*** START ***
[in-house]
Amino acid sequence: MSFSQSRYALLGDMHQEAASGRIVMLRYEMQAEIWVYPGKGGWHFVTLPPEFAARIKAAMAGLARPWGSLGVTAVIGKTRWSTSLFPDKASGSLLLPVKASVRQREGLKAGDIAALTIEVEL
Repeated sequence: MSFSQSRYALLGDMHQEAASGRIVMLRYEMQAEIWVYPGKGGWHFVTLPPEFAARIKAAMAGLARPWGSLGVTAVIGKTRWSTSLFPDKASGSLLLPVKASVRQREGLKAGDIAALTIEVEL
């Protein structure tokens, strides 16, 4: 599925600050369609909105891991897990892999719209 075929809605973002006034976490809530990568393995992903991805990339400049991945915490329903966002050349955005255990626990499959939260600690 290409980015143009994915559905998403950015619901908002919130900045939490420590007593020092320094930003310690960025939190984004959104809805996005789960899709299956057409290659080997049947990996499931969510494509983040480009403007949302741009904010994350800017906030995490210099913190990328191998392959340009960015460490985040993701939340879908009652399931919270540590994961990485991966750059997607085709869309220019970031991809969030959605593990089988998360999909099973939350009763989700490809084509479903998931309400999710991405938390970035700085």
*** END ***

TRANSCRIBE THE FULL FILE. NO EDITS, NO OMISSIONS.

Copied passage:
[in-house]
Amino acid sequence: MSFSQSRYALLGDMHQEAASGRIVMLRYEMQAEIWVYPGKGGWHFVTLPPEFAARIKAAMAGLARPWGSLGVTAVIGKTRWSTSLFPDKASGSLLLPVKASVRQREGLKAGDIAALTIEVEL
Repeated sequence: MSFSQSRYALLGDMHQEAASGRIVMLRYEMQAEIWVYPGKGGWHFVTLPPEFAARIKAAMAGLARPWGSLGVTAVIGKTRWSTSLFPDKASGSLLLPVKASVRQREGLKAGDIAALTIEVEL
């Protein structure tokens, strides 16, 4: 599925600050369609909105891991897990892999719209 075929809605973002006034976490809530990568393995992903991805990339400049991945915490329903966002050349955005255990626990499959939260600690 290409980015143009994915559905998403950015619901908002919130900045939490420590007593020092320094930003310690960025939190984004959104809805996005789960899709299956057409290659080997049947990996499931969510494509983040480009403007949302741009904010994350800017906030995490210099913190990328191998392959340009960015460490985040993701939340879908009652399931919270540590994961990485991966750059997607085709869309220019970031991809969030959605593990089988998360999909099973939350009763989700490809084509479903998931309400999710991405938390970035700085």